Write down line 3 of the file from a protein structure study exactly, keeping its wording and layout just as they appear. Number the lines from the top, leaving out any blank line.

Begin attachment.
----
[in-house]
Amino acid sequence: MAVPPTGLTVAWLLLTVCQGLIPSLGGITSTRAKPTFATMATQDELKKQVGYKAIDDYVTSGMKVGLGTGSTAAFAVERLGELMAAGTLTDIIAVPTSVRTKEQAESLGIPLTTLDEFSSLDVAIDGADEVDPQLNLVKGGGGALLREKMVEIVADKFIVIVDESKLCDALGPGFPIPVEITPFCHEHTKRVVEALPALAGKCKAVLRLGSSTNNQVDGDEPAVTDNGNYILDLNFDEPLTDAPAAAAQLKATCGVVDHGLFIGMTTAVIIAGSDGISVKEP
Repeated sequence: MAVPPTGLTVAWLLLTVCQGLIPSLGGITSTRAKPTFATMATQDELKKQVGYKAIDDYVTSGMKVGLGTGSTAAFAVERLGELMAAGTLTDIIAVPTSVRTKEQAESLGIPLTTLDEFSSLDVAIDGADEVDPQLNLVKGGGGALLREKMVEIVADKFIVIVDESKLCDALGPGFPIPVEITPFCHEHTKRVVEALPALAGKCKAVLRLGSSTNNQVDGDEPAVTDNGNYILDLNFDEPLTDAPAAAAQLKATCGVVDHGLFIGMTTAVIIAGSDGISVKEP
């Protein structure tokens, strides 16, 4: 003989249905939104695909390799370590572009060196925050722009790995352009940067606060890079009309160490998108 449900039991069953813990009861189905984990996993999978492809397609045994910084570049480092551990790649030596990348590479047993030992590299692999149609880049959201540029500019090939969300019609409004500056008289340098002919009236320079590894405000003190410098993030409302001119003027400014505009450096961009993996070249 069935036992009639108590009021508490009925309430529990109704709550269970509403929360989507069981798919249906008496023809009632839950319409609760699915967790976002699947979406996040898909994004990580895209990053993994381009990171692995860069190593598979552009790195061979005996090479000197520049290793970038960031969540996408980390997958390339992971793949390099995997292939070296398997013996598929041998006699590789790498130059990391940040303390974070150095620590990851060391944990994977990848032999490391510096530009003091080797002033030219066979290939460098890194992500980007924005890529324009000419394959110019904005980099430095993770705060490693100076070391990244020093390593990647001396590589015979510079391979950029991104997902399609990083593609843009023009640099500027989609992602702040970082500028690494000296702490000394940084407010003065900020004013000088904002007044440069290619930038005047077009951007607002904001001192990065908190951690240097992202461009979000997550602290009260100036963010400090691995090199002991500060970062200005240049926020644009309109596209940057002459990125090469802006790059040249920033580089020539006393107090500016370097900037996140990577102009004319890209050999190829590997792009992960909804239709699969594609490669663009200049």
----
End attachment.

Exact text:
Repeated sequence: MAVPPTGLTVAWLLLTVCQGLIPSLGGITSTRAKPTFATMATQDELKKQVGYKAIDDYVTSGMKVGLGTGSTAAFAVERLGELMAAGTLTDIIAVPTSVRTKEQAESLGIPLTTLDEFSSLDVAIDGADEVDPQLNLVKGGGGALLREKMVEIVADKFIVIVDESKLCDALGPGFPIPVEITPFCHEHTKRVVEALPALAGKCKAVLRLGSSTNNQVDGDEPAVTDNGNYILDLNFDEPLTDAPAAAAQLKATCGVVDHGLFIGMTTAVIIAGSDGISVKEP